The art of yoga benefits both mind and body

Editor’s note: Cenla on the Move is a series focusing on fitness activities in the region.

Art and yoga are similar in many ways.

“When you think of the practice of yoga, it’s an art form in itself,” said Catherine M. Pears, executive director of the Alexandria Museum of Art.

Both have benefits that contribute to the health of the whole being, she said.

At 5:30 p.m. on Tuesdays, the Alexandria Museum of Art offers “Yoga in the Gallery” free to all.

“The gallery is a wonderful, peaceful space, perfect for this practice,” Pears said. “It’s a non-threatening environment.”

The added benefit is that it brings people into the museum, exposes them to the art, and builds an audience, Pears said.

“The museum is like a meeting place for the community,” said Cindy Cooper Blair, museum educator. “The healthy living initiative is very important to us. Many museums are doing the same thing.”

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“It works your whole body,” Pears said. Yoga builds flexibility, strength, reduces stress and can be good for the whole being.

“Yoga in the Gallery” was one of the first programs offered by the museum around 2010.

Joan Manuel, local yoga teacher and owner of YoGA Practice, ran “Yoga in the Gallery” for a while. At the time, individuals had to pay to take the course.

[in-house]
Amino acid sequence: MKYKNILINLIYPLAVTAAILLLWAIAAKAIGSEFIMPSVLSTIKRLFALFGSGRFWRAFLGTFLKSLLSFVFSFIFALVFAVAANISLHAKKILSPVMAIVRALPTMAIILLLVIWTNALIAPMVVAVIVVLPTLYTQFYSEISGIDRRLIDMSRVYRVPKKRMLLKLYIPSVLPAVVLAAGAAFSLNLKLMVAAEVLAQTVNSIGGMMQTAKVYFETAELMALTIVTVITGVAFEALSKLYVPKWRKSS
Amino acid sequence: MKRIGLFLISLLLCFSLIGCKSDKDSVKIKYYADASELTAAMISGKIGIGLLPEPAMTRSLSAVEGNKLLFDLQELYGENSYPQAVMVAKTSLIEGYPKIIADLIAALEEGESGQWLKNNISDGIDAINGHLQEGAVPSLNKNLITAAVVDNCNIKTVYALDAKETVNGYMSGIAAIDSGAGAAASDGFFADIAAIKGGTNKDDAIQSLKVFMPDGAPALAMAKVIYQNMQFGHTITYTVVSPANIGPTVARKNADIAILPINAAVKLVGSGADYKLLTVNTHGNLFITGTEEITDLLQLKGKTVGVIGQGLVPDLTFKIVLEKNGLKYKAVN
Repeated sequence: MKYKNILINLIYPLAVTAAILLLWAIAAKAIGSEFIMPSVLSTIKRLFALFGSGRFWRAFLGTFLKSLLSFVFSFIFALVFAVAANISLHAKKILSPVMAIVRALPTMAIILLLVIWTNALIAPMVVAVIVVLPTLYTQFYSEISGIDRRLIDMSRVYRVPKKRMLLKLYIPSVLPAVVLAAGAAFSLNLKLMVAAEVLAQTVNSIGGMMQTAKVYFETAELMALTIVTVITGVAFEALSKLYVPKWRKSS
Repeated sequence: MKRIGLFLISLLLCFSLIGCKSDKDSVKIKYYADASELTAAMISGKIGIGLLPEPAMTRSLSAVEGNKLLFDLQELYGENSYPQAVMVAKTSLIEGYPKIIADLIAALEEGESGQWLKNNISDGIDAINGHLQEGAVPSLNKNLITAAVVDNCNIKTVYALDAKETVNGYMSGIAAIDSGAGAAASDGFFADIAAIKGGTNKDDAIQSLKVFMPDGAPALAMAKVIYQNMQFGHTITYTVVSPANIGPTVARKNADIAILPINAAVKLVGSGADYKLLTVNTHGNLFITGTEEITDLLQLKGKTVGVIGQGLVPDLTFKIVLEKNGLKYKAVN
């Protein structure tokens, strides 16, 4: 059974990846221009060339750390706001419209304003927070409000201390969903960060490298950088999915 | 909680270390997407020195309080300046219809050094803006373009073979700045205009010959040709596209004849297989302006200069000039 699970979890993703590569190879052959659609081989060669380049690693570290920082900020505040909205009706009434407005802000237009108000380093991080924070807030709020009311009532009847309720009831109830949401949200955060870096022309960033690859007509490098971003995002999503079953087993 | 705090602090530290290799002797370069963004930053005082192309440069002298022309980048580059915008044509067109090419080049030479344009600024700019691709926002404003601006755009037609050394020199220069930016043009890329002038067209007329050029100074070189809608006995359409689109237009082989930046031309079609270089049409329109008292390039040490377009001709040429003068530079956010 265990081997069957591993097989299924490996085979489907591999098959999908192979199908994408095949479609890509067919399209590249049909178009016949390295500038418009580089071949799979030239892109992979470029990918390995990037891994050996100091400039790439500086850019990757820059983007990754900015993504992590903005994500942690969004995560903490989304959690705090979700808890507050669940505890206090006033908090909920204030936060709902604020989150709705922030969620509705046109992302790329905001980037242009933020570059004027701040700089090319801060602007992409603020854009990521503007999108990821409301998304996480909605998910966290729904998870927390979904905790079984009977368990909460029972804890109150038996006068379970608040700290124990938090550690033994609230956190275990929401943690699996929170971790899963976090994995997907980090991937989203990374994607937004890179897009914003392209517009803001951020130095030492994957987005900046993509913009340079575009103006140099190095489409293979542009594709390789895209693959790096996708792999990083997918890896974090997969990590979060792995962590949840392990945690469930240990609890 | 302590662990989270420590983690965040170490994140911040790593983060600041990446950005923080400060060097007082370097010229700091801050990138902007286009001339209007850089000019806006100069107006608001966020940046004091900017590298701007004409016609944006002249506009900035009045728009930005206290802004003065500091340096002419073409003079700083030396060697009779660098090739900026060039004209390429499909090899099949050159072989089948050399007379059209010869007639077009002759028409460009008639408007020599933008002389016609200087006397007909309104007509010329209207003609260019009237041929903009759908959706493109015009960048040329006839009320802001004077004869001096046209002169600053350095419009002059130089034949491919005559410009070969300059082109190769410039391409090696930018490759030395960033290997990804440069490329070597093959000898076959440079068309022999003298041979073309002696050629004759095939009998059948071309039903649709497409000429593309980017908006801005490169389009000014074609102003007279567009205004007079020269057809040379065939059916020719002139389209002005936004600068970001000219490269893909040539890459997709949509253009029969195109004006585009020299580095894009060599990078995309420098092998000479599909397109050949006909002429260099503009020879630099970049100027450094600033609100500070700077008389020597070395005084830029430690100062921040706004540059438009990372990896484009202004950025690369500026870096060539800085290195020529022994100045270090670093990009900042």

The museum began offering “Yoga in the Gallery” for free when it received earlier support from the Rapides Foundation.

Although it no longer receives this support, the museum is still offering the class for free while it seeks other grants to support it.

“We think it’s an important program,” Pears said. “And so we continue to offer it for free.”

About 50 to 60 people of all ages, shapes, sizes and cultural backgrounds attend each week, Pears said.

“This class is a sensible class for people to try,” said b. Hedrick, the class’s yoga instructor, “As long as they have clearance from their doctor, this exercise is okay.”

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One of the big components of yoga is the relaxation response, he said.

Meditation and the breathing component are part of yoga practice and can be used in daily life.

“You can use it when you’re having a stressful day,” Pears said.

Hedrick said Harvard studies have shown that yoga lowers cortisol levels. High cortisol levels have been linked to illnesses such as cancer, heart disease, and inflammation, as well as emotional illnesses such as depression. Yoga can also help people with post-traumatic stress disorder.

hedrick has been practicing yoga for 19 years and started leading “Yoga in the Gallery” in 2012.

For people with limited mobility, a good chair yoga class is beneficial, he said. These classes will be given to selected groups at the Body Tao Spa, a studio he just opened at the new Holiday Inn in downtown Alexandria.

“b. is really good,” Pears said.

hedrick, she said, modifies “asanas,” or yoga poses, for the different skill levels of those in the room.

Clifford Moller has been participating in “Yoga in the Gallery” for nearly three months.

“I started because I wanted to lose weight,” he said.

It became addictive and now he looks forward to attending every Tuesday.

“I train every day and every night to be better on Tuesday,” he said.

“It has to do with relaxation and flexibility,” Moller said of why he loves yoga. “And a certain calm that I feel after doing that.”

“I never thought it would be what it is,” he said. “I can’t describe the attraction. It’s an experience you can only live to understand.”